Now that she was really looking at them side by side, she could see other differences. The straightness of Lord Kendal’s posture or even the slight quirk of Lord Ian’s lip. How had she not noticed them before?
She folded her arms across her chest, a scrutinizing gaze leveled at both men. Looking into the gentleman’s eyes should have told her everything. Although, Lord Ian had not given her many chances to see his, except for the time in the hallway.
She turned her gaze to Lord Ian. “Indeed, you were here, much earlier. It was you at Wentworth Castle.”
Lord Ian bowed exaggeratedly, as if those were fond memories. “As I was just telling my brother, there was no need for him to return. We are getting on famously without him.”
“I heard a different story, Ian. Do you not have a horse to win back or some such?”
Lord Kendal turned to face her and for the first time really looked at her. The air seemed thinker, harder to breath. His voice dropped to a near whisper. “Now if you will excuse us, I have an important matter to discuss with Miss Standish.” Lord Kendal spoke to his brother, but his intense gaze never left her face.
How had she not noticed these differences? The longer she stood here, the more dimwitted she felt.
Lord Ian stomped his foot like a petulant child. “I will do no such thing. I have every right to be here. After all, I was the one invited. You were the pretender here, not me.”
Jes felt Lord Kendal’s breath move the small hairs on her neck as he sighed. He looked over to his brother. “It was not because I desired your life, I can assure you on that point.”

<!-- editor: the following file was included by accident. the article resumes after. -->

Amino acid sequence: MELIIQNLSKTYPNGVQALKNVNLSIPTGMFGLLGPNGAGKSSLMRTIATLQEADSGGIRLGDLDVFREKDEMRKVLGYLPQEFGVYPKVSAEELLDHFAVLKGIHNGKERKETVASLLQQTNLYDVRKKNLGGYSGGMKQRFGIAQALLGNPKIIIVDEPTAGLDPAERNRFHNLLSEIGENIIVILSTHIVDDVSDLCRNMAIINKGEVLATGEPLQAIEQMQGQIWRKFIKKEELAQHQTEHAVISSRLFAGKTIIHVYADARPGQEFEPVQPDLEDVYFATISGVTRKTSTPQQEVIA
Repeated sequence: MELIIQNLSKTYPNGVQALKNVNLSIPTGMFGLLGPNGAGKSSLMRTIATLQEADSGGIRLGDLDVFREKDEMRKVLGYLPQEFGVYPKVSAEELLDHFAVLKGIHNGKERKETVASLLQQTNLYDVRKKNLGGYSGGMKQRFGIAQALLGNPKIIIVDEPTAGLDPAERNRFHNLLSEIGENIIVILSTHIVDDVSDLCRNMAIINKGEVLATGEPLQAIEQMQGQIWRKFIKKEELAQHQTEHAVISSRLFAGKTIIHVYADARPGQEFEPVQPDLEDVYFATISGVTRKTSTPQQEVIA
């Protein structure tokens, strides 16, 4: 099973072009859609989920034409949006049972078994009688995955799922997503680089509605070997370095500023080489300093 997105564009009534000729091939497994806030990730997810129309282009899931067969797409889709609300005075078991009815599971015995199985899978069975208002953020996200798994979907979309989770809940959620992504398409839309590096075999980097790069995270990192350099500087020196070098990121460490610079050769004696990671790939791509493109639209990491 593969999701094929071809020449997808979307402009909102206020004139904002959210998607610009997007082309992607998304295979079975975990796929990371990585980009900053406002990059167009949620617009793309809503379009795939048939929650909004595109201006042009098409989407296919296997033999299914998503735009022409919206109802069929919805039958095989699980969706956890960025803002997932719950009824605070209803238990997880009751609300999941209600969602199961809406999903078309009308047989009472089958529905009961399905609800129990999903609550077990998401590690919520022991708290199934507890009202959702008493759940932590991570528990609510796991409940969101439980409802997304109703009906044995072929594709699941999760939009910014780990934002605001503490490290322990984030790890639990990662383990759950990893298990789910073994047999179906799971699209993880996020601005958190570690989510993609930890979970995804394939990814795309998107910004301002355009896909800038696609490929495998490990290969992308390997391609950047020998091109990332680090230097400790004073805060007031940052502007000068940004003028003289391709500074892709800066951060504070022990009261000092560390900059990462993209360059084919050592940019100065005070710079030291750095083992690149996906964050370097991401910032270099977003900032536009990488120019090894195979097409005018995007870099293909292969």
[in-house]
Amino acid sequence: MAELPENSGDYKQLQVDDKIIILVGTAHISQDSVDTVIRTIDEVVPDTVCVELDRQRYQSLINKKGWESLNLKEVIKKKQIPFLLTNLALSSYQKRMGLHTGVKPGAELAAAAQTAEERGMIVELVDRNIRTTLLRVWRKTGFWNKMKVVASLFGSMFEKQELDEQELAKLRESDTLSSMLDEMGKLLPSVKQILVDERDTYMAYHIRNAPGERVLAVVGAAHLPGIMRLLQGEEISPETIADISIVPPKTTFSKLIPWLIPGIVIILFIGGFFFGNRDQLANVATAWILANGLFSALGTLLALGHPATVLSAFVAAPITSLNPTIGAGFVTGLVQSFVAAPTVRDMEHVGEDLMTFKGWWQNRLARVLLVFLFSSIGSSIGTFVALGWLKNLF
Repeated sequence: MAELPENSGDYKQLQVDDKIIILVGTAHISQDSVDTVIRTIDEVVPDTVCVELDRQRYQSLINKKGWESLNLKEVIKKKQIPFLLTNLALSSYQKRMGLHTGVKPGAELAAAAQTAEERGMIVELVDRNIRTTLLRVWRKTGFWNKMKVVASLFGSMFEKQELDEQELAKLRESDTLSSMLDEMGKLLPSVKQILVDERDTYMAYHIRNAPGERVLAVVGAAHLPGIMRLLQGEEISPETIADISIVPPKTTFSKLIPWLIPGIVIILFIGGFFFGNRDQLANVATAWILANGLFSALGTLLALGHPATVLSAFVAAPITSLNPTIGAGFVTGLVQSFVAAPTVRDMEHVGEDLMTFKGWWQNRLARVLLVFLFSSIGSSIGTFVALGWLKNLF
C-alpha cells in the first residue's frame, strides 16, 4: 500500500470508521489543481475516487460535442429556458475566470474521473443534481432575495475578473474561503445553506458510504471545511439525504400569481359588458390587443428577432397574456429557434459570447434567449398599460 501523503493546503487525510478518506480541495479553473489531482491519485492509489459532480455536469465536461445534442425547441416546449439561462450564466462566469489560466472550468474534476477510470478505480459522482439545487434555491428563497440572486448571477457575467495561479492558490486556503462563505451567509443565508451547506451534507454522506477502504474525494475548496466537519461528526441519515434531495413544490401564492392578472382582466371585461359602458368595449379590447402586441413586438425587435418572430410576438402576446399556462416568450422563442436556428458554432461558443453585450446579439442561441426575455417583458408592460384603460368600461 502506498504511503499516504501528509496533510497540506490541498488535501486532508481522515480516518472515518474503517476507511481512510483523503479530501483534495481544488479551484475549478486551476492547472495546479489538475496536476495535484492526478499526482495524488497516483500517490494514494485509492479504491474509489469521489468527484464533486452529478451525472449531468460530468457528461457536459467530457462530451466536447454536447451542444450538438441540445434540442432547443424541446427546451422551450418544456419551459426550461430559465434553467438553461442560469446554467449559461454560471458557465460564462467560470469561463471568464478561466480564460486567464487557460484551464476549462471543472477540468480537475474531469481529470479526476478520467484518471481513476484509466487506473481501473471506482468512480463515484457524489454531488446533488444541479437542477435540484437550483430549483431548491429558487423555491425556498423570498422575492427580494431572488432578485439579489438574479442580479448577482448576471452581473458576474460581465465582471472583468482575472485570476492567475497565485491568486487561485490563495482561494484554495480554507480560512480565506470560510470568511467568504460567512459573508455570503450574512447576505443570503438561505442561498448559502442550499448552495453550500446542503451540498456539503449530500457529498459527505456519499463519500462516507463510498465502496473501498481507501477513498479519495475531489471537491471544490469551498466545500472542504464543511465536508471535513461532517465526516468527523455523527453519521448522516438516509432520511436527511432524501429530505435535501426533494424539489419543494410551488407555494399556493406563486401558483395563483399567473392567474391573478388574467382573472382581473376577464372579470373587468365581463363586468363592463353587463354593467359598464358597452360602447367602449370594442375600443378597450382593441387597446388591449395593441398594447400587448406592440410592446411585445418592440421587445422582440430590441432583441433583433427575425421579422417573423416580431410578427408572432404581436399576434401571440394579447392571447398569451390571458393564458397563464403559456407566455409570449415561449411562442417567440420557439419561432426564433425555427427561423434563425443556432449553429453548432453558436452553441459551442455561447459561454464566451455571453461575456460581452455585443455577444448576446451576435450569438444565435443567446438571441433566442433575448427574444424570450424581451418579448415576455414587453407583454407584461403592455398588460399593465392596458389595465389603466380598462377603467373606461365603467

Jes could feel his anger rising toward Lord Ian. But looking at Lord Kendal, he was in total control—another difference between the two men.
She took a step away from them as they continued to argue. Lord Ian contending she had great affection for him and Lord Kendal disputing the claim.
As she listened anger built up inside, until she could hold it in no longer. How dare they presume to know her mind and make decisions for her. Neither man, for at this moment she was not sure either of them was a gentleman, had earned the right to court her, let alone determine her future.
Finally, she snapped. “I am not a horse at Tattersall’s for you to dicker and banter over.” She felt her throat tighten, making it difficult to swallow past the lump forming there. Her eyes began to blur and she knew within moments tears would begin to fall. It was a mortification she would not allow them to witness. Drawing herself up to her full height, she raised her chin and looked from one to the other. “You know what I think? I think you are a pair of jackanapes, and I want nothing to do with the lot of you. Good day, gentlemen.” The last word was spoken with sarcasm and disdain.
Turning on her heel, she walked quickly towards the door, barely registering the sound of her name as it echoed through the room. She rounded the doorframe into the hallway, picking up her skirts, she raced down the corridor as tears spilled onto her cheeks.